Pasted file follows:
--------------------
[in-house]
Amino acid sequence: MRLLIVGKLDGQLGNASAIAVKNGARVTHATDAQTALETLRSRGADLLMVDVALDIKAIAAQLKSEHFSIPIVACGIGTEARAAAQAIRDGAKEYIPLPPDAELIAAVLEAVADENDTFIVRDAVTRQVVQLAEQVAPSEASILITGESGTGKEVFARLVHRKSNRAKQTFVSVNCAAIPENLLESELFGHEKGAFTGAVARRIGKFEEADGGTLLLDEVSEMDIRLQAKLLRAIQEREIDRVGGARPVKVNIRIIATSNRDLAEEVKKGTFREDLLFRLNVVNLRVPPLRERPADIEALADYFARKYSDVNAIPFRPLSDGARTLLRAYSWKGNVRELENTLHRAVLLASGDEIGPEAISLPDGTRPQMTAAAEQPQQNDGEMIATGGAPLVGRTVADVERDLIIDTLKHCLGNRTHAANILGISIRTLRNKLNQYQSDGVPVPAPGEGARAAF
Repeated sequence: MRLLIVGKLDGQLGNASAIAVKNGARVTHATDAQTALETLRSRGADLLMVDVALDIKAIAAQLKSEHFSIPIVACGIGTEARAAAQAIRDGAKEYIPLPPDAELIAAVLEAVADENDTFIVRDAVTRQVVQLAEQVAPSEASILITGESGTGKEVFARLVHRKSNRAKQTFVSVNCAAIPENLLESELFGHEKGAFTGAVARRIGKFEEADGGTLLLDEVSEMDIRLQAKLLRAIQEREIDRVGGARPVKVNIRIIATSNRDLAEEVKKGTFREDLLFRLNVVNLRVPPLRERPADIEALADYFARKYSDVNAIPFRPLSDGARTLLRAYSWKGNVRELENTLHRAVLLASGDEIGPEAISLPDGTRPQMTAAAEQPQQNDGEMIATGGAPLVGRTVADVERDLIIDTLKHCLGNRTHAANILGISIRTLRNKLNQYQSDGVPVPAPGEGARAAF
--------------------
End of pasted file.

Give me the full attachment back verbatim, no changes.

[in-house]
Amino acid sequence: MRLLIVGKLDGQLGNASAIAVKNGARVTHATDAQTALETLRSRGADLLMVDVALDIKAIAAQLKSEHFSIPIVACGIGTEARAAAQAIRDGAKEYIPLPPDAELIAAVLEAVADENDTFIVRDAVTRQVVQLAEQVAPSEASILITGESGTGKEVFARLVHRKSNRAKQTFVSVNCAAIPENLLESELFGHEKGAFTGAVARRIGKFEEADGGTLLLDEVSEMDIRLQAKLLRAIQEREIDRVGGARPVKVNIRIIATSNRDLAEEVKKGTFREDLLFRLNVVNLRVPPLRERPADIEALADYFARKYSDVNAIPFRPLSDGARTLLRAYSWKGNVRELENTLHRAVLLASGDEIGPEAISLPDGTRPQMTAAAEQPQQNDGEMIATGGAPLVGRTVADVERDLIIDTLKHCLGNRTHAANILGISIRTLRNKLNQYQSDGVPVPAPGEGARAAF
Repeated sequence: MRLLIVGKLDGQLGNASAIAVKNGARVTHATDAQTALETLRSRGADLLMVDVALDIKAIAAQLKSEHFSIPIVACGIGTEARAAAQAIRDGAKEYIPLPPDAELIAAVLEAVADENDTFIVRDAVTRQVVQLAEQVAPSEASILITGESGTGKEVFARLVHRKSNRAKQTFVSVNCAAIPENLLESELFGHEKGAFTGAVARRIGKFEEADGGTLLLDEVSEMDIRLQAKLLRAIQEREIDRVGGARPVKVNIRIIATSNRDLAEEVKKGTFREDLLFRLNVVNLRVPPLRERPADIEALADYFARKYSDVNAIPFRPLSDGARTLLRAYSWKGNVRELENTLHRAVLLASGDEIGPEAISLPDGTRPQMTAAAEQPQQNDGEMIATGGAPLVGRTVADVERDLIIDTLKHCLGNRTHAANILGISIRTLRNKLNQYQSDGVPVPAPGEGARAAF